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Classical: Nothing more than this? Depends what you mean

LEONARD BERNSTEIN'S Candide. That's how the London Symphony Orchestra billed it here - presumably because listing all its collaborators on the title page of the programme would have left little room for anything else. Too many cooks spoiled the book. That is what happened to Candide, the musical. In the best of all possible worlds, it might just have worked: Voltaire's little novella turned very big operetta. But Lillian Hellman - who provided the show's original book - had more feeling for the political agenda than she did for the musical comedy, and subsequent rescue operations only added to the confusion. To quote one of its songs: "Words, Words, Words". No doubt about it, words have been the undoing of Candide. I've yet to see it work in the theatre, though Trevor Nunn and John Caird - who stage it at the National Theatre next spring - are plainly optimistic. So was Candide, of course.

There remains, though, that score - a marvel of pith and pastiche and shameless piracy. A little Gounod here, a little Rossini or Verdi there, a lot of Gilbert and Sullivan everywhere. All of it cohesively melded through the wit and wisdom of Bernstein's own musical voice. Bernstein's music is Candide's music, always aspirational, always reaching for the octave and beyond.

Nine years ago, London's Barbican Hall jumped to Candide's tunes. Bernstein himself (in what was his last London engagement) couriered the conducted tour with a little help from Dr Pangloss, better known as his old sparring partner Adolph Green. This time around, Nickolas Grace - rather more dexterous, physically and verbally - did the honours, wryly understating the topicality of his updated narration. A little more pace might better have conveyed the whistle-stop nature of Voltaire's "picaresque" plotting, but his energy was, at very least, infectious. Not so the lacklustre conducting of Kent Nagano.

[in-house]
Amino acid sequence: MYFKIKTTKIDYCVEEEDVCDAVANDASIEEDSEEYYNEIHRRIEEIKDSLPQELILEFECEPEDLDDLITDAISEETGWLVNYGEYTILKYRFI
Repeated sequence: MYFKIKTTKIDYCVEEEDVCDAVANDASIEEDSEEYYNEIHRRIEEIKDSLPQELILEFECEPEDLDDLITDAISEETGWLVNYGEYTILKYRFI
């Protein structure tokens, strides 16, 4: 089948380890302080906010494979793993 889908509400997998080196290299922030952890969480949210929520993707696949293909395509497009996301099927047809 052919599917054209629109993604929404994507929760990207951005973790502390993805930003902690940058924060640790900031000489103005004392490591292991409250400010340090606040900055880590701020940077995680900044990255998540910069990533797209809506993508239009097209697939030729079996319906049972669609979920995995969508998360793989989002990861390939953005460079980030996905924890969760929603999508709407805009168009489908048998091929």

If the syncopated home straight of the Overture is not somehow impatient for the fun, froth, and frolic to come, then the chances are it's not going to be there. It wasn't. Neither was Nagano. Tempi were plodding, rhythms lazy. This was a souffle that never rose. The raucous flamenco climax of the Old Lady's Tango "I am Easily Assimilated" is an invitation to join in the foot-stamping, brazen trumpets whacking out the offer you can't refuse. But for all Patricia Routledge's best efforts with the castanets, lift-off was postponed.

Routledge stole the show. Her comic timing put some of the zest back into it. So, too, did Thomas Allen's deliciously sibilant Maximilian. Then there was the Jerry and June show - Jerry Hadley (Candide) and June Anderson (Cunegonde), sole survivors of the performances from nearly a decade ago. Anderson still sports the dizzying E-flats, but not the irony that can make "Glitter and Be Gay" so killingly funny; Hadley is no longer quite so fresh-faced or fresh-voiced, not least in those idealistic and once honeyed ascents above the stave. But he means what he sings, and that in itself made the disillusionment of "Nothing More Than This" the most poignant of tributes to a composer who never really knew just how good he was.